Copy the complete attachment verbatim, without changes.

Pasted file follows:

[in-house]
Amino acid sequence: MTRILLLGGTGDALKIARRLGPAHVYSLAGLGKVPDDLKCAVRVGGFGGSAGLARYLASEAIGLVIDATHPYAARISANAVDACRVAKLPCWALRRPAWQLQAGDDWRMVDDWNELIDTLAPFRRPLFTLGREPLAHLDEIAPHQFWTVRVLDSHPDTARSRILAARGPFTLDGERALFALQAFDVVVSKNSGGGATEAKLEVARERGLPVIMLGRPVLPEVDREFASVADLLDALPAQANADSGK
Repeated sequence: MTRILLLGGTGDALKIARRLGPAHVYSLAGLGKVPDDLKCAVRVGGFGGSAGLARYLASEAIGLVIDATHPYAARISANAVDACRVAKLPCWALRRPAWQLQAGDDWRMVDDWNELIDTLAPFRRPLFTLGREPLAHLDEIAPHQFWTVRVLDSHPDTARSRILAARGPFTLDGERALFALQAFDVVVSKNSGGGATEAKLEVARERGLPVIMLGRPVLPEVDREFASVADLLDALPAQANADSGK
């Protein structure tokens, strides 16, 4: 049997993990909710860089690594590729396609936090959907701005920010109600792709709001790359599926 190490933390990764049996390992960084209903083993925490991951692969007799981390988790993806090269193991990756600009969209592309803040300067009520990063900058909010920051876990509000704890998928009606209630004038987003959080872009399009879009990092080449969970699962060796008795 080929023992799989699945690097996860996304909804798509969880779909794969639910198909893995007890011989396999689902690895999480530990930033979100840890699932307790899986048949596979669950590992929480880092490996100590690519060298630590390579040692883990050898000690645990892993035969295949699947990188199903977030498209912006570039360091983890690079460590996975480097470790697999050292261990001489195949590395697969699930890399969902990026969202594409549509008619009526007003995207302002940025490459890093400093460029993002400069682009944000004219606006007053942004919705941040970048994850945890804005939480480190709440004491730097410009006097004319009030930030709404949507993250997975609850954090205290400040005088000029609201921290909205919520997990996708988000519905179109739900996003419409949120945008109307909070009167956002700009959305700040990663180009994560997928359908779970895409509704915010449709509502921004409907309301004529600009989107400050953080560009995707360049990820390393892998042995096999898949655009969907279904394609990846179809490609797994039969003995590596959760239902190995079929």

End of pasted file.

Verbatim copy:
[in-house]
Amino acid sequence: MTRILLLGGTGDALKIARRLGPAHVYSLAGLGKVPDDLKCAVRVGGFGGSAGLARYLASEAIGLVIDATHPYAARISANAVDACRVAKLPCWALRRPAWQLQAGDDWRMVDDWNELIDTLAPFRRPLFTLGREPLAHLDEIAPHQFWTVRVLDSHPDTARSRILAARGPFTLDGERALFALQAFDVVVSKNSGGGATEAKLEVARERGLPVIMLGRPVLPEVDREFASVADLLDALPAQANADSGK
Repeated sequence: MTRILLLGGTGDALKIARRLGPAHVYSLAGLGKVPDDLKCAVRVGGFGGSAGLARYLASEAIGLVIDATHPYAARISANAVDACRVAKLPCWALRRPAWQLQAGDDWRMVDDWNELIDTLAPFRRPLFTLGREPLAHLDEIAPHQFWTVRVLDSHPDTARSRILAARGPFTLDGERALFALQAFDVVVSKNSGGGATEAKLEVARERGLPVIMLGRPVLPEVDREFASVADLLDALPAQANADSGK
């Protein structure tokens, strides 16, 4: 049997993990909710860089690594590729396609936090959907701005920010109600792709709001790359599926 190490933390990764049996390992960084209903083993925490991951692969007799981390988790993806090269193991990756600009969209592309803040300067009520990063900058909010920051876990509000704890998928009606209630004038987003959080872009399009879009990092080449969970699962060796008795 080929023992799989699945690097996860996304909804798509969880779909794969639910198909893995007890011989396999689902690895999480530990930033979100840890699932307790899986048949596979669950590992929480880092490996100590690519060298630590390579040692883990050898000690645990892993035969295949699947990188199903977030498209912006570039360091983890690079460590996975480097470790697999050292261990001489195949590395697969699930890399969902990026969202594409549509008619009526007003995207302002940025490459890093400093460029993002400069682009944000004219606006007053942004919705941040970048994850945890804005939480480190709440004491730097410009006097004319009030930030709404949507993250997975609850954090205290400040005088000029609201921290909205919520997990996708988000519905179109739900996003419409949120945008109307909070009167956002700009959305700040990663180009994560997928359908779970895409509704915010449709509502921004409907309301004529600009989107400050953080560009995707360049990820390393892998042995096999898949655009969907279904394609990846179809490609797994039969003995590596959760239902190995079929």